Internet poker, never fully legal, has been strictly outlawed since 2011, when the Justice Department seized the domain names of the largest offshore sites catering to U.S. customers and blacked them out.
China career boost can come with health risks
BEIJING (AP) — Whitney Foard Small loved China and her job as a regional director of communications for a top automaker. But after air pollution led to several stays in hospital and finally a written warning from her doctor telling her she needed to leave, Small packed up and left for Thailand.
In doing so, the Ford Motor Co. executive became another expatriate to leave China because of the country's notoriously bad air. Other top executives whose careers would be boosted by a stint in the world's second-largest economy and most populous consumer market are put off when considering the move.
There is no official data on the number leaving because of pollution, but executive recruitment companies say it is becoming harder to attract top talent to China — both expats and Chinese nationals educated abroad. The European Chamber of Commerce in China says foreign managers leave for many different reasons but pollution is almost always cited as one of the factors and is becoming a larger concern.
Pfizer 1Q profit up, but drugmaker cuts outlook
Pfizer Inc.'s first-quarter net income rose 53 percent despite falling sales, mainly because the world's second-largest drugmaker took big charges a year ago. Pfizer's results fell short of Wall Street's expectations, and the company lowered its profit and sales forecasts for the year, blaming a sudden worsening of currency exchange rates.
Pfizer is struggling because generic competition is reducing revenue for two-thirds of its drugs, more than a dozen of which are former blockbusters that had brought in $1 billion or more annually. When drug patents expire, cheaper generic versions flood the market, and most patients quickly switch to them.
The biggest hit has been copycat versions of Pfizer's cholesterol fighter Lipitor, which was the world's best-selling drug for nearly a decade until it lost exclusivity in the U.S. in 2011 and in much of Europe last year. Revenue from Lipitor, which once brought in about $13 billion a year, dropped 55 percent to $626 million in the first quarter.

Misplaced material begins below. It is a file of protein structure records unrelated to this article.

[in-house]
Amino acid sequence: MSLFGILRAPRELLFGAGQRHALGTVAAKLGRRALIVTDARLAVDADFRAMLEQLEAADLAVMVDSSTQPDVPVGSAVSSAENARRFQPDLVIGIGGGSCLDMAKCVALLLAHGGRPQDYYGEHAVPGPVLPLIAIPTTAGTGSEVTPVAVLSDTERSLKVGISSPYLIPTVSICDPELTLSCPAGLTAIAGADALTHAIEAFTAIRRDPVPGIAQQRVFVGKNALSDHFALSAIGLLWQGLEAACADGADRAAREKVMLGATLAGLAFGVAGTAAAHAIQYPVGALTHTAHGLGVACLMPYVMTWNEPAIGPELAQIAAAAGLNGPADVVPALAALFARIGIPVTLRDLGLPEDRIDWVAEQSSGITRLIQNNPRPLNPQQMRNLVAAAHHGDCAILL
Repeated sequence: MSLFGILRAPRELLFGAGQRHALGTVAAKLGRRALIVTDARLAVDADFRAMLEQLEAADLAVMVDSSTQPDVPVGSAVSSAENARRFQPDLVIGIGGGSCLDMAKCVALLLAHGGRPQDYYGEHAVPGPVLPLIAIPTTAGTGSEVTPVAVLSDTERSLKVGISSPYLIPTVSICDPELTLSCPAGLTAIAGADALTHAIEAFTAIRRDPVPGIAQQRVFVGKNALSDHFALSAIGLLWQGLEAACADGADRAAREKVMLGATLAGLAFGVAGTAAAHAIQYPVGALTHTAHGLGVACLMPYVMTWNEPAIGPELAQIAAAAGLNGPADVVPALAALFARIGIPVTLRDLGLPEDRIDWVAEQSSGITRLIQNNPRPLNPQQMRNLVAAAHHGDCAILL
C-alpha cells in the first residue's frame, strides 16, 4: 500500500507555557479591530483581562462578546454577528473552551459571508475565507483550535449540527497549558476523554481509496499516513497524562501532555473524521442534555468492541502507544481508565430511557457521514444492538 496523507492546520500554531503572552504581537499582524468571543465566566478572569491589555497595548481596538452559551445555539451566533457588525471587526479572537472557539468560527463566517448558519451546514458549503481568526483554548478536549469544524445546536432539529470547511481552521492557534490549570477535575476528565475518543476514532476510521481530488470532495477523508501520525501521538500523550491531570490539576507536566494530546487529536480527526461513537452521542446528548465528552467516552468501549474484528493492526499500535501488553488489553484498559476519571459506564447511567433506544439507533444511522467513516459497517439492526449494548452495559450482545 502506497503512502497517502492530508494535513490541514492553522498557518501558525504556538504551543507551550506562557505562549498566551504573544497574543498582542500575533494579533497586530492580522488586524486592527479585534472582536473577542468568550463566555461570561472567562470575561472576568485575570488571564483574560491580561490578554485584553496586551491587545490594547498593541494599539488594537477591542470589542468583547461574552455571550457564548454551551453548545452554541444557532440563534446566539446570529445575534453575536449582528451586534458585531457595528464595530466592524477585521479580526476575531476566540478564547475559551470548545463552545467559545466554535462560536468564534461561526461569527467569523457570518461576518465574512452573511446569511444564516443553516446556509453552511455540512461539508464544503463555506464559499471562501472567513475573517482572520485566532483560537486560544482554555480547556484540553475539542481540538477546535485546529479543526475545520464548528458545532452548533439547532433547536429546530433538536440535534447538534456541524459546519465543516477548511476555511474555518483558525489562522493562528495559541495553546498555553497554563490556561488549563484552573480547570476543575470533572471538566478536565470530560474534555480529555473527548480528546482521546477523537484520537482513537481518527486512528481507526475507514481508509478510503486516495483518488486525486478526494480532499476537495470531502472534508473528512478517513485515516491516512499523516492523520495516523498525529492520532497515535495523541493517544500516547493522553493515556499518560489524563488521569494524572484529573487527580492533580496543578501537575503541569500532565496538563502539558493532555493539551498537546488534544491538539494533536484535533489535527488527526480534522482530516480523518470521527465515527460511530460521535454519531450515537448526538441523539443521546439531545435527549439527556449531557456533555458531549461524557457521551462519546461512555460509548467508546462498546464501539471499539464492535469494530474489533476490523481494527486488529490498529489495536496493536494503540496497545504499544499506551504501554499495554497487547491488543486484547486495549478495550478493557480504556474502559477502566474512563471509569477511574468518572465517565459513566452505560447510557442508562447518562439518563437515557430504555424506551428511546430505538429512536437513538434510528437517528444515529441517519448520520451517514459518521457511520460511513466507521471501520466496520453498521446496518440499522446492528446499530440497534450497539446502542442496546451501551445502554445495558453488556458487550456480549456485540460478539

FDA will investigate added caffeine in foods
WASHINGTON (AP) — For people seeking an energy boost, companies are increasing their offerings of foods with added caffeine. A new caffeinated gum may have gone too far.
The Food and Drug Administration said Monday that it will investigate the safety of added caffeine and its effects on children and adolescents. The agency made the announcement just as Wrigley was rolling out Alert Energy Gum, a new product that includes as much caffeine as a half a cup of coffee in one piece and promises "the right energy, right now."
Michael Taylor, FDA's deputy commissioner of foods, indicated that the proliferation of new foods with caffeine added — especially the gum, which he equates to "four cups of coffee in your pocket" — may even prompt the FDA to look closer at the way all food ingredients are regulated.
Eurozone inflation falls to 3-year low in April
LONDON (AP) — Expectations are mounting that European Central Bank will cut interest rates this week after data Tuesday showed inflation in the euro area at a three-year low and unemployment at a record high.
Expectations were already high that the ECB would cut its main interest rate from an all-time low of 0.75 percent at its monthly policy meeting on Thursday despite reservations from some members on its governing council.
By The Associated Press(equals)
The Dow Jones industrial average rose 21.05 points, or 0.1 percent, at 14,839.80. The S&P 500 edged up 3.96 points, or 0.3 percent, to close at 1,597.57. The Nasdaq composite index rose 21.77 points to 3,328.79, up 0.7 percent.
Benchmark oil for June delivery fell $1.04 to finish at $93.46 per barrel on the New York Mercantile Exchange. Brent crude, which is used to set prices of oil from the North Sea used by many U.S. refiners, fell $1.44, or 1.4 percent, to end at $102.37 per barrel on the ICE Futures exchange in London.
Wholesale gasoline fell 3 cents to finish at $2.80 a gallon. Heating oil retreated by 3 cents to $2.84 a gallon. Natural gas lost 5 cents to $4.34 per 1,000 cubic feet.